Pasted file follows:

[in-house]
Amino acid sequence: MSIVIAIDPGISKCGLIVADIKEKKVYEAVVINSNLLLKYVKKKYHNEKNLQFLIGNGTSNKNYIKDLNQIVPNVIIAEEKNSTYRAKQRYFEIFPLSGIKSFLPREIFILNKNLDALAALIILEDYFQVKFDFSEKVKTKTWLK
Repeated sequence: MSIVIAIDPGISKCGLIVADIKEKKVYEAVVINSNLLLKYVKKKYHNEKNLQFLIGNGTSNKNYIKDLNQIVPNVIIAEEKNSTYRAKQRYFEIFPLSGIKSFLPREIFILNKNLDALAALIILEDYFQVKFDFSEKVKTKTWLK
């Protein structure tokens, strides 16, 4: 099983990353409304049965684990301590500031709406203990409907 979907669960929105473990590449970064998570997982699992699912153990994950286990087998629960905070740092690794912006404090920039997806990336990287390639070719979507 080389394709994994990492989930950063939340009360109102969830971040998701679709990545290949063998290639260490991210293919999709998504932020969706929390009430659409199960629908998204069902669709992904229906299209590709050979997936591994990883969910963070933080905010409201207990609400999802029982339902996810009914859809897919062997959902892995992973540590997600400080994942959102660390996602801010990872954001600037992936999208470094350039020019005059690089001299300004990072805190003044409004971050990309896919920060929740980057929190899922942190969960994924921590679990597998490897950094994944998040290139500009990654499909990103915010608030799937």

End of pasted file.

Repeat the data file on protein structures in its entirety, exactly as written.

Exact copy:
[in-house]
Amino acid sequence: MSIVIAIDPGISKCGLIVADIKEKKVYEAVVINSNLLLKYVKKKYHNEKNLQFLIGNGTSNKNYIKDLNQIVPNVIIAEEKNSTYRAKQRYFEIFPLSGIKSFLPREIFILNKNLDALAALIILEDYFQVKFDFSEKVKTKTWLK
Repeated sequence: MSIVIAIDPGISKCGLIVADIKEKKVYEAVVINSNLLLKYVKKKYHNEKNLQFLIGNGTSNKNYIKDLNQIVPNVIIAEEKNSTYRAKQRYFEIFPLSGIKSFLPREIFILNKNLDALAALIILEDYFQVKFDFSEKVKTKTWLK
């Protein structure tokens, strides 16, 4: 099983990353409304049965684990301590500031709406203990409907 979907669960929105473990590449970064998570997982699992699912153990994950286990087998629960905070740092690794912006404090920039997806990336990287390639070719979507 080389394709994994990492989930950063939340009360109102969830971040998701679709990545290949063998290639260490991210293919999709998504932020969706929390009430659409199960629908998204069902669709992904229906299209590709050979997936591994990883969910963070933080905010409201207990609400999802029982339902996810009914859809897919062997959902892995992973540590997600400080994942959102660390996602801010990872954001600037992936999208470094350039020019005059690089001299300004990072805190003044409004971050990309896919920060929740980057929190899922942190969960994924921590679990597998490897950094994944998040290139500009990654499909990103915010608030799937």